Wednesday, November 24, 2010

Thanksgiving Preview

And an appeal. Thanksgiving has a very special place in my heart because it is the holiday most strenuously organized around the meat of one particular bird. Every year, billions of turkeys are slaughtered in factory farms after living dark little lives of deprivation and suffering. I think about them every time someone gobbles over a store intercom or cheerfully yells "Happy Turkey Day," as though the day had anything to do with us actually liking turkeys. If you haven't already, and you can afford to do so, please consider making a holiday donation to Farm Sanctuary. These beautiful people make it their business to rescue and advocate for farm animals in the U.S. Though you can (and should) give them money any old time, they have a special turkey adoption program over the holidays. If you require a degree of anthropomorphizing to get into the giving spirit, you can adopt a specific turkey and have a certificate and picture mailed to you. For example, the cunning guy on the right is named Harley, and he can be your adopted turkey for a mere $30 one time donation. Here's a link to the turkey adoption program at Farm Sanctuary.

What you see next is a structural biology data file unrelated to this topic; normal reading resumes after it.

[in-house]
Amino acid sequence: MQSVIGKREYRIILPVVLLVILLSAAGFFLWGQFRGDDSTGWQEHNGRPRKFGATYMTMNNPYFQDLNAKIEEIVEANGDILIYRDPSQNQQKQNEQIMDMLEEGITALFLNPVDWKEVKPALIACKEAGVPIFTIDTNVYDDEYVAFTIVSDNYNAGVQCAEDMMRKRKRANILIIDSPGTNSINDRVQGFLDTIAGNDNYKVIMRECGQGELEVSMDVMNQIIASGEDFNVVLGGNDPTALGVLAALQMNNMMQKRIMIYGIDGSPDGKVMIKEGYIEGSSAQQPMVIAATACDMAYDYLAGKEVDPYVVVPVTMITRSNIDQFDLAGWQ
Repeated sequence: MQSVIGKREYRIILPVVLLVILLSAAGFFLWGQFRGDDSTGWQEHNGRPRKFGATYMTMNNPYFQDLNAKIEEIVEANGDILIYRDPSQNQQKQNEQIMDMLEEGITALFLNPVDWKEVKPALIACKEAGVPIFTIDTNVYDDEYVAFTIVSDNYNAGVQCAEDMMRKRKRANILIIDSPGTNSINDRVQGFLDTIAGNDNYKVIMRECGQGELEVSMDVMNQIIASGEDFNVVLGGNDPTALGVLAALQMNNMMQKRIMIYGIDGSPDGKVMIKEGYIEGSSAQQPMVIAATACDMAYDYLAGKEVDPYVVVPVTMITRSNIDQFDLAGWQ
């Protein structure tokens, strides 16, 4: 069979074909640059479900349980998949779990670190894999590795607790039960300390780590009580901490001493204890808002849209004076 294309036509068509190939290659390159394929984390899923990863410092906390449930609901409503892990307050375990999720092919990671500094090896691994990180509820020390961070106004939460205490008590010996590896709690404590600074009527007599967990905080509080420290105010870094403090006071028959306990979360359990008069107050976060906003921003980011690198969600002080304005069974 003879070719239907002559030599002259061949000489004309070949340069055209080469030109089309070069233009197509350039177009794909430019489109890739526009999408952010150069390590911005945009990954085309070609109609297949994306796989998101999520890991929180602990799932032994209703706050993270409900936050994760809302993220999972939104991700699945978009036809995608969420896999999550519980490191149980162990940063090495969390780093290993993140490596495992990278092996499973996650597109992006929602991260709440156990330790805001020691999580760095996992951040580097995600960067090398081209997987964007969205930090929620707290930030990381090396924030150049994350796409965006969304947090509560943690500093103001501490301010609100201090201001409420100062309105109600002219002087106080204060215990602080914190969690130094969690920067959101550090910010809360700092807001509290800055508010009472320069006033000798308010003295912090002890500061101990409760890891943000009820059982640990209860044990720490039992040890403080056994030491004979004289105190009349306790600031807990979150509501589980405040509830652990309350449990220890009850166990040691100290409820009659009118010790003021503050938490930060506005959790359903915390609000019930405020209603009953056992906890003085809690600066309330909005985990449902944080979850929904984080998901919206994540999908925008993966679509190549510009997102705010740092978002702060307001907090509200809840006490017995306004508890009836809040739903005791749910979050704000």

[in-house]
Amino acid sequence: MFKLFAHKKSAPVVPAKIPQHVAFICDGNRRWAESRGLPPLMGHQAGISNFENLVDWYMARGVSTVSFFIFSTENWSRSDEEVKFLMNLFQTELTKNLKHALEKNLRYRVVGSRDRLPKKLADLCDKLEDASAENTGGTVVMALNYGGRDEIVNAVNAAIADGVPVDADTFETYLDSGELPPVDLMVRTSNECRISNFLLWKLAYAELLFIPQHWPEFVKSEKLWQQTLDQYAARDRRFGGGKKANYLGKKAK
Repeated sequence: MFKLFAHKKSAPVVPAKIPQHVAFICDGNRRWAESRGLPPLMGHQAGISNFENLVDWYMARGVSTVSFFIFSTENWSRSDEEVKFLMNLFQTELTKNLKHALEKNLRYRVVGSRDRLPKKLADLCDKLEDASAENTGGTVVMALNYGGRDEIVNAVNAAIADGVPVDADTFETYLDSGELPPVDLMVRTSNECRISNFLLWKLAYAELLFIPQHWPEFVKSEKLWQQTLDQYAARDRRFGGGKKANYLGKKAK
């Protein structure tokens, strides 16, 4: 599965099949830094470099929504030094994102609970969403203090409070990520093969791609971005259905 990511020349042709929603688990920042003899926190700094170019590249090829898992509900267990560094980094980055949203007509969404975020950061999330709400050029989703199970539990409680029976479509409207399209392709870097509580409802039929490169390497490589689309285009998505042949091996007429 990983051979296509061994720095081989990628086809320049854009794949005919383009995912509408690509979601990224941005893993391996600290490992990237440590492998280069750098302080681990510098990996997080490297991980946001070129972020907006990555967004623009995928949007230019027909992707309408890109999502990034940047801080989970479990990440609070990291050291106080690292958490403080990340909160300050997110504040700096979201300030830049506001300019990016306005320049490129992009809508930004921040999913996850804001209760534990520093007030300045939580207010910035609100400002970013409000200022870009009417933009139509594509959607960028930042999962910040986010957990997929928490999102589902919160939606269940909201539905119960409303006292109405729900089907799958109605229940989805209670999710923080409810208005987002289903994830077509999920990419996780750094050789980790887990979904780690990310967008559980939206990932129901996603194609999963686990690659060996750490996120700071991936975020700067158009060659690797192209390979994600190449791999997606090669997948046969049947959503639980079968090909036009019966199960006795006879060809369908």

On to the food: I'm excited to be hosting my mom and step-dad for Thanksgiving this year. It's my first time getting to actually cook for my family at my own house, and I'm over-planning and freaking out way more than I need to. This is especially the case since I'm not making anything very risky. In future years, I'll probably let myself get a little nuts and serve pasta or pot-pie, but this year is all about the known quantities. My family is already having their first ever vegan Thanksgiving, so the pressure is on to represent. Here's what I'm making:

Seitan Wellington
Stuffed Seitan Roast
Garlicky Mashed Potatoes (though not too garlicky because my mom is committed garlic-phobe)
Caramelized Onion and Miso Gravy
Stuffing (no idea what this is going to be like. Stuffing is exclusively C's territory.)
Steamed Citrusy Green Beans
Cranberries (my stepdad's contribution)
Pumpkin Pie
Apple Pie

Buckle up, dear readers. Food porn is forthcoming.

Saturday, November 20, 2010

Garlicky Roasted Vegetable Soup